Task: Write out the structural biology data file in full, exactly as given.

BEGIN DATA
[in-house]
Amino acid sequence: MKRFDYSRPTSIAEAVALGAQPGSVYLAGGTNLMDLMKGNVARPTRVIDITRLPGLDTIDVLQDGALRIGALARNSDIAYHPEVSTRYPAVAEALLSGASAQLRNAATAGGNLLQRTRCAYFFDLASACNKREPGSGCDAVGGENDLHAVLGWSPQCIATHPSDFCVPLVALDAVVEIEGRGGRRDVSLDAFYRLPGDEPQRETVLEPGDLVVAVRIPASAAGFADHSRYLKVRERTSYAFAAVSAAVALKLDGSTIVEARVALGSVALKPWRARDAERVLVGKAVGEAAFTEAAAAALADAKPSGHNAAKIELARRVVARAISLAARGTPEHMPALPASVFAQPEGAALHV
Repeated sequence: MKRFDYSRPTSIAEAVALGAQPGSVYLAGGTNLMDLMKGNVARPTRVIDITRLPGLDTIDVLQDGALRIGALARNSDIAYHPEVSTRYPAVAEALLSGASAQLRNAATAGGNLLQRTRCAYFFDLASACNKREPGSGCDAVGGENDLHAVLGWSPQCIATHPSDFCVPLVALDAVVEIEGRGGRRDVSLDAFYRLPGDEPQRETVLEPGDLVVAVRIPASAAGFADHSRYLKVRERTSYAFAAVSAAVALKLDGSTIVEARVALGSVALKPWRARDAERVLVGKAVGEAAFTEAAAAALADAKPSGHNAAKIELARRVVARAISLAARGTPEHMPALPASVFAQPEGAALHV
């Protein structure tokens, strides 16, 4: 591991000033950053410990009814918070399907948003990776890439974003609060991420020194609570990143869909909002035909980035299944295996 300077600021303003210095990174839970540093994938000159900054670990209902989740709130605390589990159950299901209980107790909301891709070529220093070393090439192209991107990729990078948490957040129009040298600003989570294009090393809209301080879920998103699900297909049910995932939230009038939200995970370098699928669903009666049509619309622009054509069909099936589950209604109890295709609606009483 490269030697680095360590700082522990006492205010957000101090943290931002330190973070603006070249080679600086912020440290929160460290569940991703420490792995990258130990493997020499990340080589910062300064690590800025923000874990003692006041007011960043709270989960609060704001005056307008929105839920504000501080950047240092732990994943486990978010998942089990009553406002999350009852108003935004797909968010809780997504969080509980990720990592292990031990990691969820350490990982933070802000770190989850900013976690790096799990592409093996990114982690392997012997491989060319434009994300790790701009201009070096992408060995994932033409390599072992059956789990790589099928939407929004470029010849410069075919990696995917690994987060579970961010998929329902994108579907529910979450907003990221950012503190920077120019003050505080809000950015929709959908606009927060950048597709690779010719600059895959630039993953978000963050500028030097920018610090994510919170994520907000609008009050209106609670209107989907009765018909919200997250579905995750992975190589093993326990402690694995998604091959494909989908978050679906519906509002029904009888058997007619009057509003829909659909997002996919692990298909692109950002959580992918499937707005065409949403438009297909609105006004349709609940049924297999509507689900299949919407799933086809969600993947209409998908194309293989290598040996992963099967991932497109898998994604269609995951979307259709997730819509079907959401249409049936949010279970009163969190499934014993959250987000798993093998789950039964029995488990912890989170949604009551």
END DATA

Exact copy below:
[in-house]
Amino acid sequence: MKRFDYSRPTSIAEAVALGAQPGSVYLAGGTNLMDLMKGNVARPTRVIDITRLPGLDTIDVLQDGALRIGALARNSDIAYHPEVSTRYPAVAEALLSGASAQLRNAATAGGNLLQRTRCAYFFDLASACNKREPGSGCDAVGGENDLHAVLGWSPQCIATHPSDFCVPLVALDAVVEIEGRGGRRDVSLDAFYRLPGDEPQRETVLEPGDLVVAVRIPASAAGFADHSRYLKVRERTSYAFAAVSAAVALKLDGSTIVEARVALGSVALKPWRARDAERVLVGKAVGEAAFTEAAAAALADAKPSGHNAAKIELARRVVARAISLAARGTPEHMPALPASVFAQPEGAALHV
Repeated sequence: MKRFDYSRPTSIAEAVALGAQPGSVYLAGGTNLMDLMKGNVARPTRVIDITRLPGLDTIDVLQDGALRIGALARNSDIAYHPEVSTRYPAVAEALLSGASAQLRNAATAGGNLLQRTRCAYFFDLASACNKREPGSGCDAVGGENDLHAVLGWSPQCIATHPSDFCVPLVALDAVVEIEGRGGRRDVSLDAFYRLPGDEPQRETVLEPGDLVVAVRIPASAAGFADHSRYLKVRERTSYAFAAVSAAVALKLDGSTIVEARVALGSVALKPWRARDAERVLVGKAVGEAAFTEAAAAALADAKPSGHNAAKIELARRVVARAISLAARGTPEHMPALPASVFAQPEGAALHV
């Protein structure tokens, strides 16, 4: 591991000033950053410990009814918070399907948003990776890439974003609060991420020194609570990143869909909002035909980035299944295996 300077600021303003210095990174839970540093994938000159900054670990209902989740709130605390589990159950299901209980107790909301891709070529220093070393090439192209991107990729990078948490957040129009040298600003989570294009090393809209301080879920998103699900297909049910995932939230009038939200995970370098699928669903009666049509619309622009054509069909099936589950209604109890295709609606009483 490269030697680095360590700082522990006492205010957000101090943290931002330190973070603006070249080679600086912020440290929160460290569940991703420490792995990258130990493997020499990340080589910062300064690590800025923000874990003692006041007011960043709270989960609060704001005056307008929105839920504000501080950047240092732990994943486990978010998942089990009553406002999350009852108003935004797909968010809780997504969080509980990720990592292990031990990691969820350490990982933070802000770190989850900013976690790096799990592409093996990114982690392997012997491989060319434009994300790790701009201009070096992408060995994932033409390599072992059956789990790589099928939407929004470029010849410069075919990696995917690994987060579970961010998929329902994108579907529910979450907003990221950012503190920077120019003050505080809000950015929709959908606009927060950048597709690779010719600059895959630039993953978000963050500028030097920018610090994510919170994520907000609008009050209106609670209107989907009765018909919200997250579905995750992975190589093993326990402690694995998604091959494909989908978050679906519906509002029904009888058997007619009057509003829909659909997002996919692990298909692109950002959580992918499937707005065409949403438009297909609105006004349709609940049924297999509507689900299949919407799933086809969600993947209409998908194309293989290598040996992963099967991932497109898998994604269609995951979307259709997730819509079907959401249409049936949010279970009163969190499934014993959250987000798993093998789950039964029995488990912890989170949604009551």